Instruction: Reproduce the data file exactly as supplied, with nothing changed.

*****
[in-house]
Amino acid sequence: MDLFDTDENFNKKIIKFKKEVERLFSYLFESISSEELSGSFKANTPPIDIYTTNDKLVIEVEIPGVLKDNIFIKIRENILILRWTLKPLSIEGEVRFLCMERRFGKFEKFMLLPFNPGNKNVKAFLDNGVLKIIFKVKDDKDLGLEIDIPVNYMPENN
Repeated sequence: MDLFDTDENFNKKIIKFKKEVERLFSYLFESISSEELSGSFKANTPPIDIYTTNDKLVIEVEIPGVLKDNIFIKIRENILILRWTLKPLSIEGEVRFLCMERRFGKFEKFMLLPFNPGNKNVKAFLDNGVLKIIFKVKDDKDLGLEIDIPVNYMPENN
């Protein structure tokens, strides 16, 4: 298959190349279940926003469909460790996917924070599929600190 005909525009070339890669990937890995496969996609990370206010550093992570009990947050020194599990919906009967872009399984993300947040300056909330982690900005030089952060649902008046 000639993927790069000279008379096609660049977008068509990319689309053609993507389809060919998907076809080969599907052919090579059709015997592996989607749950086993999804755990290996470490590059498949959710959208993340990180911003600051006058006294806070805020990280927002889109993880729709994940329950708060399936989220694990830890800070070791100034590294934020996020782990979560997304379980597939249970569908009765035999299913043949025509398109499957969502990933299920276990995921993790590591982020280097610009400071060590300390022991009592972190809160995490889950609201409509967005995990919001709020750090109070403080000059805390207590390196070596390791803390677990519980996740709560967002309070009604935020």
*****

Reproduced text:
[in-house]
Amino acid sequence: MDLFDTDENFNKKIIKFKKEVERLFSYLFESISSEELSGSFKANTPPIDIYTTNDKLVIEVEIPGVLKDNIFIKIRENILILRWTLKPLSIEGEVRFLCMERRFGKFEKFMLLPFNPGNKNVKAFLDNGVLKIIFKVKDDKDLGLEIDIPVNYMPENN
Repeated sequence: MDLFDTDENFNKKIIKFKKEVERLFSYLFESISSEELSGSFKANTPPIDIYTTNDKLVIEVEIPGVLKDNIFIKIRENILILRWTLKPLSIEGEVRFLCMERRFGKFEKFMLLPFNPGNKNVKAFLDNGVLKIIFKVKDDKDLGLEIDIPVNYMPENN
């Protein structure tokens, strides 16, 4: 298959190349279940926003469909460790996917924070599929600190 005909525009070339890669990937890995496969996609990370206010550093992570009990947050020194599990919906009967872009399984993300947040300056909330982690900005030089952060649902008046 000639993927790069000279008379096609660049977008068509990319689309053609993507389809060919998907076809080969599907052919090579059709015997592996989607749950086993999804755990290996470490590059498949959710959208993340990180911003600051006058006294806070805020990280927002889109993880729709994940329950708060399936989220694990830890800070070791100034590294934020996020782990979560997304379980597939249970569908009765035999299913043949025509398109499957969502990933299920276990995921993790590591982020280097610009400071060590300390022991009592972190809160995490889950609201409509967005995990919001709020750090109070403080000059805390207590390196070596390791803390677990519980996740709560967002309070009604935020």